- Virtual IP and virtual MAC address active on Master router
- Default hello-interval of three seconds and dead-interval of 10
- Highest priority will win (1-255), preempt not enabled by default
- Supports tracking
- Up to 255 groups per interface
- Uses virtual MAC of 0000.0C07.ACxx where xx is the group number in hex
Virtual Router Redundancy Protocol (VRRP)
- Open standard, very similar to HSRP
- Uses the virtual MAC 0000.5E00.01xx where xx is the group number in hex
- Uses preemption by default
- VRRP can use the interface IP as the VRRP IP which means only two adresses are needed instead of three
Gateway Load Balancing Protocol (GLBP)
GLBP is a Cisco proprietary protocol. The Active Virtual Gateway (AVG) assigns each router in the group a virtual MAC of the form 0007.B400.xxyy where xx is the group number and yy is the identifier for the routers
When a host ARPs for its default gateway the AVG will respond with the MAC of one of the virtual routers, this leads to load balancing
Network Time Protocol
Used to synchronize time for a host/router/server. Will most often run in client mode but a router can also be a NTP server. Uses the concept of stratum to indicate how accurate a time source is, lower stratum is better. Stratum one time sources are very accurate and most of them are atomic clocks.
Simple Network Management Protocol (SNMP)
Used to discover status and information for routers/switches/servers. Version 2C is the most commonly used. SNMP v2C is SNMP version two with version one authentication (clear text). Uses UDP for transport port 61 and 62 for SNMP traps. Cisco devices can send traps when something goes down like an interface failing. SNMP uses Management Information Bases (MIBs) to access the information, to request information from a device the OID is specified in the request. There is also a special Remote Monitoring MIB (RMON) which is used to get interface statistics and information about flows.
SNMP version 3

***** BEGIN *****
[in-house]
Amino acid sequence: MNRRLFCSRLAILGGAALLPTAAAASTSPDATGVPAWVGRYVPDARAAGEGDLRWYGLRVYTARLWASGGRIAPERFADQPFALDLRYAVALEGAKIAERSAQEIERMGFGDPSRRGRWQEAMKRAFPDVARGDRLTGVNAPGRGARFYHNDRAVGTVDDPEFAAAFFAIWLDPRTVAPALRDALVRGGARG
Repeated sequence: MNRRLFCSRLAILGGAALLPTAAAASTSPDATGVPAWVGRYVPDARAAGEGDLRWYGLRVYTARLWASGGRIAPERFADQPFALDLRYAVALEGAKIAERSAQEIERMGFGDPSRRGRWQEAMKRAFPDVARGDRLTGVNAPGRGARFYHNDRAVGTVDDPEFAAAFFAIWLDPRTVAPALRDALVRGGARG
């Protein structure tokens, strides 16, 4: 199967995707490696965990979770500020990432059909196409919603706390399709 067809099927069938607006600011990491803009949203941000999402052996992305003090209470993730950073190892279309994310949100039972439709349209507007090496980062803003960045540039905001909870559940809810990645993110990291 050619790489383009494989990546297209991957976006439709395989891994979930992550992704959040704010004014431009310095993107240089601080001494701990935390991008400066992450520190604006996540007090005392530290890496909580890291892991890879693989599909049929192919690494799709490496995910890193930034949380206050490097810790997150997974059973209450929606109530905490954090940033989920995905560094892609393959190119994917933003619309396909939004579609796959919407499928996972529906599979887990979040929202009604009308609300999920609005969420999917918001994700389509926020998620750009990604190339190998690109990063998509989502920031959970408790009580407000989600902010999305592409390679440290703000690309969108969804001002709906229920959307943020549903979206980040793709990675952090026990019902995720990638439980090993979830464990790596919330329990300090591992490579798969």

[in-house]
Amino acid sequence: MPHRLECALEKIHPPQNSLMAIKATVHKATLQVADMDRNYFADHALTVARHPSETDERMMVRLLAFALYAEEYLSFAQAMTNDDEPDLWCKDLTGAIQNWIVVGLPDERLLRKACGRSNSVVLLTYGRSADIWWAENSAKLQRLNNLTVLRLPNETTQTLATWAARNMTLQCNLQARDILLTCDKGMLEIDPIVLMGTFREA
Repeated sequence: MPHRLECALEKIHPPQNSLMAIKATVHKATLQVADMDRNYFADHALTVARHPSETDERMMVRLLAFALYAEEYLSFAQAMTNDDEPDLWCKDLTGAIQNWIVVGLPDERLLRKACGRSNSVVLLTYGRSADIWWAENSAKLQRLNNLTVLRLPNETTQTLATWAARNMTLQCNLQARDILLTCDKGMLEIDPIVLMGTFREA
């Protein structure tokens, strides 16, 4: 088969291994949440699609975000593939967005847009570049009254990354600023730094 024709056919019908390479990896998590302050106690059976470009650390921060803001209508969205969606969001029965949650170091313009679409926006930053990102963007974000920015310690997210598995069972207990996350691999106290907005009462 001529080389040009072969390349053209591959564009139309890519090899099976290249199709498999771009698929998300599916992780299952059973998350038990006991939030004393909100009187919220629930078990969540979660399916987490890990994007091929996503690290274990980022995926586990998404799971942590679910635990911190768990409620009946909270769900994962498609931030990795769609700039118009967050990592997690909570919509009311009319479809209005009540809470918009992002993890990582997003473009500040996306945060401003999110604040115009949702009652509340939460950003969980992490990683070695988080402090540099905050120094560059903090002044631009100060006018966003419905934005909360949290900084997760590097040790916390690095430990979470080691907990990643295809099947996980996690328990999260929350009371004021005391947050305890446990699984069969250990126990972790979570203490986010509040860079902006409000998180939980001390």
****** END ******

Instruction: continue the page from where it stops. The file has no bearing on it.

Supports authentication and encryption
Uses MD5 and SHA for authentication and DES for encryption
Cisco devices do not log to NVRAM by default, can be configured with logging buffered command
Uses UDP port 514 by default
Most often used to send syslog to a remote device which collects syslog from all devices
Web Cache Communication Protocol (WCCP)
Used to ease pressure on WAN links and optimize WAN links. Redirects traffic to content engine which has a cache. Uses UDP port 2048, up to 32 content engines can communicate with a single router, if more than one content engine is present the one with the lowest IP will become the lead engine. With WCCPv1 only one router can redirect the traffic for the content engines but in WCCPv2 multiple routers and content engines can be configured in a service group. WCCPv1 can only support port 80 but v2 supports other protocols as well.
- Supports TCP and UDP other than port 80, like FTP, video and telephony
- Supports multicast
- Supports multiple routers (up to 32 per cluster)
- Can use MD5 for security
- Provides load distribution
Can be used to measure delay, jitter, packet loss and other parameters. Configured with ip sla monitor command. Type of monitor and lifetime needs to be specified.
Used to monitor traffic levels and can be used to look for DDOS. Terms used in Netflow:
Records – A set of predefined and user-defined fields like the source IP and destination IP or ports for UDP/TCP.
Flow monitors – Applied to an interface, include records, a cache and optionally a flow exporter
Flow exporters – Export the cached flow information to an outside system, like a netflow collector
Flow sampler – Reduce the load by only sampling packets like very 1/1000 packets
Router IP traffic Export (RITE)